J&K under Article 370 and split the state into two Union Territories, the region is “past that stage of uneasy calm”, according to Lieutenant General BS Raju, Commander of the Army’s Chinar Corps (XV Corps), which is responsible for operations along the Line of Control and against militancy. Raju was speaking to reporters a day before the Centre amended the Jammu and Kashmir Panchayati Raj Act to include a third tier of governance, at the district level, to set the stage for the Panchayat and District Development Committee elections.
“We have been able to stop infiltration substantially” due to “a combination of a lot of efforts that are being put in by the ground force”, including “additional personnel, additional technology” along the LoC and “drones to monitor movement”, Raju said. However, he pointed out, there is “no desire on the part of Pakistan to stop infiltration” and cited intercepts of infiltrators saying that they are “unable to go” but still being pushed to do so.
On combating militancy, Raju said: “We have been able to keep the violence level at a threshold…where normal people can continue to do their job… (We) have been able to keep the terrorist numbers also under a fair amount of control.” Today, north and south Kashmir put together, Raju said, has over 200 militants at any given point of time, “which was like 260 at the beginning of the year”. The Corps Commander attributed this dip to “the close synergy between all the security agencies”.
Army data show that of the 207 active militants in the Valley, 117 are local recruits and 90 from Pakistan. A region-wise break-up of the data shows that north Kashmir has 22 local recruits and 65 Pakistani militants while the south has 95 local recruits and 25 militants from across the border. The data show that while 24 youth joined militancy in north Kashmir, 107 did so in the south. Of the total number of militants present in Kashmir as of October, 89 are with Lashkar-e-Taiba, of which 51 are Pakistani, the data show. Hizbul Mujahideen has a total of 56 militants, with 52 local recruits; Jaish-e-Mohammed has 52; and, Al Badr, which had been dormant for many years, had recruited 16 local youth this year of which 10 are active.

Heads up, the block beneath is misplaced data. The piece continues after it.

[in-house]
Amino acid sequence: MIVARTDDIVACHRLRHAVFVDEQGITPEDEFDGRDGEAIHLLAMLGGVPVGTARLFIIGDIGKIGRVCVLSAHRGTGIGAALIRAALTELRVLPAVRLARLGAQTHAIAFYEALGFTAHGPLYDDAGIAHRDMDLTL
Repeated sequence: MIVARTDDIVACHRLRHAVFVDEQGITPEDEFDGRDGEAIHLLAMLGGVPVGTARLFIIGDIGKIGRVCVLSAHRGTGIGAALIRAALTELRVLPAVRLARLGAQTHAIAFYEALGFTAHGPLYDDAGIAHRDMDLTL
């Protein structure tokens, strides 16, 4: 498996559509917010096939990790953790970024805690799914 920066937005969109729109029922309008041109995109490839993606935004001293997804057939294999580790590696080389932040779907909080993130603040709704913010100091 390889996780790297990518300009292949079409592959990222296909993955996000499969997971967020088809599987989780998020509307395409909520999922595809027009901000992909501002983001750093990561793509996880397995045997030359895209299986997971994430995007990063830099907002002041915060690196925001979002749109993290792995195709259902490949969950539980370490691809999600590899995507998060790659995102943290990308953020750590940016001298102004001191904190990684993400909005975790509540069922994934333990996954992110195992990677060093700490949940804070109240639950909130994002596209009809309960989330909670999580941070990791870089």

Major General Hashim Bali, who heads the Awantipora-based Victor Force, which is responsible for all counter-terrorism and counter-insurgency operations in south Kashmir, dismissed any concerns about the revival of Al Badr. “If it was potent, its members would have had arms and ammunition commensurate of a potent group,” he said, adding that this has not been visible during operations. According to official data for 2020, more than one-third of local recruits have a life span of fewer than three months once they join militancy. Around 44 percent are killed within six months, and nearly two in every three (62.6 percent) are killed in less than a year, the data show.
Army data show that of the 131 local recruits in the Valley till September 2020 (up from 117 in 2019), 102 were between the ages of 16 and 25 — 62 were killed, 14 apprehended and two had surrendered. They show that the total number of militants killed in J&K till October is 171, along with 50 apprehended and three surrendered. “But while we do these operations, I have said this earlier, it doesn’t give us pleasure to kill people, especially people who have just picked up arms a month back,” Corps Commander Raju said.
He said the Army has been trying to encourage local recruits to surrender. “In every operation, we attempt to get people back. Not only in operations but otherwise also a large number of families today are coming out and saying that they want their children to come back. A number of people have come back,” he said. Raju said the Army will focus more on surrenders, “because for us, getting a man back is more important than neutralizing him”. He said “people who have already joined, we are saying you can come back” — and just because they “held a gun and took a photo” does not mean they have to die.